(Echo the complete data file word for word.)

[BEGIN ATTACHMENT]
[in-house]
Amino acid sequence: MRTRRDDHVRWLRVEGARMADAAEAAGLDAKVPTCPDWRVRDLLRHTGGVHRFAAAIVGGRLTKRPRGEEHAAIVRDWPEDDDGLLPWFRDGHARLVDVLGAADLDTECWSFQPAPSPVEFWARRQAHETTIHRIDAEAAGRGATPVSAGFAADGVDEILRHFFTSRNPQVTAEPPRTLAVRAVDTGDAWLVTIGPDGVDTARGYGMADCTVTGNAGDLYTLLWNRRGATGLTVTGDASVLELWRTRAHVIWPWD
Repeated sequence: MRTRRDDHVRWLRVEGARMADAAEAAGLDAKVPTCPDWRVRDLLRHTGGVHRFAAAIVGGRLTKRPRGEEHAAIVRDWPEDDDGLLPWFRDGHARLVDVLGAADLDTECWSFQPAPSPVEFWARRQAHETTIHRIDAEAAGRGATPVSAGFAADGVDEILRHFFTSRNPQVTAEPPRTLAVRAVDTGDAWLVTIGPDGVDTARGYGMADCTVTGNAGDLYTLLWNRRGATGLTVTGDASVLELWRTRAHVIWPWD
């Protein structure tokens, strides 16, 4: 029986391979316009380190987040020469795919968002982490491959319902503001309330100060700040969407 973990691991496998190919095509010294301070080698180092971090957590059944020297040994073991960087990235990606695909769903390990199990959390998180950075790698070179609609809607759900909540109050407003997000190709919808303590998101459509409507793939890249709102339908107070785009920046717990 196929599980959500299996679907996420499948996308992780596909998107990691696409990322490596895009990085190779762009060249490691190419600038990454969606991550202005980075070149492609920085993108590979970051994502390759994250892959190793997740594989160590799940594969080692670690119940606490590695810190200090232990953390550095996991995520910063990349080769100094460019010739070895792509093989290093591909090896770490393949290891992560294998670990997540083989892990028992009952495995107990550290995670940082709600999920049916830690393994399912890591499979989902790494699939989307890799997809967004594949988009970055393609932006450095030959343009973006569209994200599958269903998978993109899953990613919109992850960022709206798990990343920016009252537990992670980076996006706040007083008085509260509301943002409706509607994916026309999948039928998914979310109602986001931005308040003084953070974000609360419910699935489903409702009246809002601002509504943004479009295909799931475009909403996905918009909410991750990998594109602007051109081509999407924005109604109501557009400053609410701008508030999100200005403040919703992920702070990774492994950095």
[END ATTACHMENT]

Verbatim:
[in-house]
Amino acid sequence: MRTRRDDHVRWLRVEGARMADAAEAAGLDAKVPTCPDWRVRDLLRHTGGVHRFAAAIVGGRLTKRPRGEEHAAIVRDWPEDDDGLLPWFRDGHARLVDVLGAADLDTECWSFQPAPSPVEFWARRQAHETTIHRIDAEAAGRGATPVSAGFAADGVDEILRHFFTSRNPQVTAEPPRTLAVRAVDTGDAWLVTIGPDGVDTARGYGMADCTVTGNAGDLYTLLWNRRGATGLTVTGDASVLELWRTRAHVIWPWD
Repeated sequence: MRTRRDDHVRWLRVEGARMADAAEAAGLDAKVPTCPDWRVRDLLRHTGGVHRFAAAIVGGRLTKRPRGEEHAAIVRDWPEDDDGLLPWFRDGHARLVDVLGAADLDTECWSFQPAPSPVEFWARRQAHETTIHRIDAEAAGRGATPVSAGFAADGVDEILRHFFTSRNPQVTAEPPRTLAVRAVDTGDAWLVTIGPDGVDTARGYGMADCTVTGNAGDLYTLLWNRRGATGLTVTGDASVLELWRTRAHVIWPWD
């Protein structure tokens, strides 16, 4: 029986391979316009380190987040020469795919968002982490491959319902503001309330100060700040969407 973990691991496998190919095509010294301070080698180092971090957590059944020297040994073991960087990235990606695909769903390990199990959390998180950075790698070179609609809607759900909540109050407003997000190709919808303590998101459509409507793939890249709102339908107070785009920046717990 196929599980959500299996679907996420499948996308992780596909998107990691696409990322490596895009990085190779762009060249490691190419600038990454969606991550202005980075070149492609920085993108590979970051994502390759994250892959190793997740594989160590799940594969080692670690119940606490590695810190200090232990953390550095996991995520910063990349080769100094460019010739070895792509093989290093591909090896770490393949290891992560294998670990997540083989892990028992009952495995107990550290995670940082709600999920049916830690393994399912890591499979989902790494699939989307890799997809967004594949988009970055393609932006450095030959343009973006569209994200599958269903998978993109899953990613919109992850960022709206798990990343920016009252537990992670980076996006706040007083008085509260509301943002409706509607994916026309999948039928998914979310109602986001931005308040003084953070974000609360419910699935489903409702009246809002601002509504943004479009295909799931475009909403996905918009909410991750990998594109602007051109081509999407924005109604109501557009400053609410701008508030999100200005403040919703992920702070990774492994950095």